History, Mythology, & Types

History

African Bushmen discover the first mead known to man. It’s said that bees would nest in rotted out Baobab tress during the dry times before being flooded out during seasons of torrential down pours.

Water + Honey + Time = Mead

20,000 Years Ago

The first evidence of mead production comes from pottery discovered from Ancient Crete.

8,000 Years Ago

During the Golden Age, the Grecians coined the popular term ‘Ambrosia’ or ‘Nectar of the Gods’ when referring to mead. The likes of Aristotle and Plato et all of the philosopher kings were said to be avid consumers.

Ancient Greece

The age of kings and queens also brought about the height of mead. It was the definitive beverage of choice amongst royalty, and the brewers were almost considered royalty themselves.

The Middle Ages

Marco Polo is believed to be partly responsible for the decline of mead in European culture. On the fabled journeyman’s travels to the Silk Road of the Mongol Empire, he discovered sugarcane and brought it back to Europe. The production of sugar as a sweetner took hold as it was much cheaper to produce than honey, and so demand suffered.

800 Years Ago

In 1857, an Austrian inventor made the Centrifugal Honey Extractor, more efficiently extracting honey from hives, resulting in less material for the creation of mead. Before this invention, the hives were simply crushed, leaving lots of honey laden beeswax that was then processed by rinsing it with water which effectively created mead.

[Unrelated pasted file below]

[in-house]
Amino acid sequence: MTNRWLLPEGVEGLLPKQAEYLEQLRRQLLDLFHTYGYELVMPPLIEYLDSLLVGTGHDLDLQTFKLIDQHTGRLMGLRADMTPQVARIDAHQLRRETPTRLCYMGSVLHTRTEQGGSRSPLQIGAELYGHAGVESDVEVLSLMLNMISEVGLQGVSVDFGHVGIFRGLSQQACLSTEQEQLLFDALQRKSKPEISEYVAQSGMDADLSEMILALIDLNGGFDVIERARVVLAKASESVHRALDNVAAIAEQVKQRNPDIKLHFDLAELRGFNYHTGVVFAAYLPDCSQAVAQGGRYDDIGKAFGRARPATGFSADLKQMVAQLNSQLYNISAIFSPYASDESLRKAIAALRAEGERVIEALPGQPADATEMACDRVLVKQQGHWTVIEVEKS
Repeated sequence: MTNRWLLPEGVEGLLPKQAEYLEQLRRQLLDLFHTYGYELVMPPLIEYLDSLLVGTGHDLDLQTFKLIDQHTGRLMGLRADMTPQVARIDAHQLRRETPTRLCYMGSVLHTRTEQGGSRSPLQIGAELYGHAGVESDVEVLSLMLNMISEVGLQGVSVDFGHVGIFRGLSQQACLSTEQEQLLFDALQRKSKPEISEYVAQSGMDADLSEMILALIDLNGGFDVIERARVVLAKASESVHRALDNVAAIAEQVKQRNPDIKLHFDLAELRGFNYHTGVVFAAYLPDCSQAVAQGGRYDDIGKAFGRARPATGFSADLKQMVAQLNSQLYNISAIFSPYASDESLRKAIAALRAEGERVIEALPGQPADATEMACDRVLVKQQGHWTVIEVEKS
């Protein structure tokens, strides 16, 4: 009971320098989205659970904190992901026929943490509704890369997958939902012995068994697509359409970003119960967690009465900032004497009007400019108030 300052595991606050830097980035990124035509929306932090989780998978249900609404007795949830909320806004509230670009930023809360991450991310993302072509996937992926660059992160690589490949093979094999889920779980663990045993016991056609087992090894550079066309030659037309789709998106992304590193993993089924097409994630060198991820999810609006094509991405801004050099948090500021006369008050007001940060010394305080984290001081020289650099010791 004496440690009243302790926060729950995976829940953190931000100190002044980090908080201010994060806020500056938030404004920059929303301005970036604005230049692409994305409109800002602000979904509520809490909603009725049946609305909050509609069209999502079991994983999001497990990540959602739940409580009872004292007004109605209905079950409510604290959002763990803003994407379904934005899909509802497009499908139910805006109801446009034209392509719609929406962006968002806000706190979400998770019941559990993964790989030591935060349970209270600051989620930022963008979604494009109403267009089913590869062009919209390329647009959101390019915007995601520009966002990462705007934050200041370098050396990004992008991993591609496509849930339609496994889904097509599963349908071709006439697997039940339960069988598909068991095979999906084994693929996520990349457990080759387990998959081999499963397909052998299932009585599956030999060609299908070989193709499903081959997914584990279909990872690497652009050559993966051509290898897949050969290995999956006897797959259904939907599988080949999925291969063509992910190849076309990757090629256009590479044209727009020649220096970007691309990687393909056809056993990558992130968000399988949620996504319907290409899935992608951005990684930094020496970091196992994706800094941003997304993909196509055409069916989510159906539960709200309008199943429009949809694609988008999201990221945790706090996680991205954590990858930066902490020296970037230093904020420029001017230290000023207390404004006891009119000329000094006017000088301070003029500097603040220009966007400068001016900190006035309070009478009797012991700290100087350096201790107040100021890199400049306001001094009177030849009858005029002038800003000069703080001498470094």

Industrial Revolution

Mead has yet to return to its height, but is making a strong push in the burgeoning craft beverage industry. It’s seen more growth than craft beer in the last year as more and more people are rediscovering the first and most natural libation known to man.

Present Day

Mythology

Norse

Norse

Mead has a rich history in Viking mythology. Just one highlight is that warriors that died in battle would ascend to Valhalla where they would be greeted with a large glass of mead.

Greek

Greek

Greeks believed that mead was literally the nectar of the gods, and that it’s origins came from dew that was then collected by bees and processed into the beverage.

Celtic

Celtic

The Celts believed that a river of mead flowed through paradise. They also believed mead had special magic powers of healing and more.

Types

Great Mead
Hydromel
Melomel
Methelgin
Pyment
Cyser
Braggot
Sparkling Mead
Rhodomel
Coffeamel
Capsicumel
Morat
Black Mead
Omphacomel
Viking Blood
Sima
Oxymel
Acerglyn
Bochet
Mulled Mead
Hippocras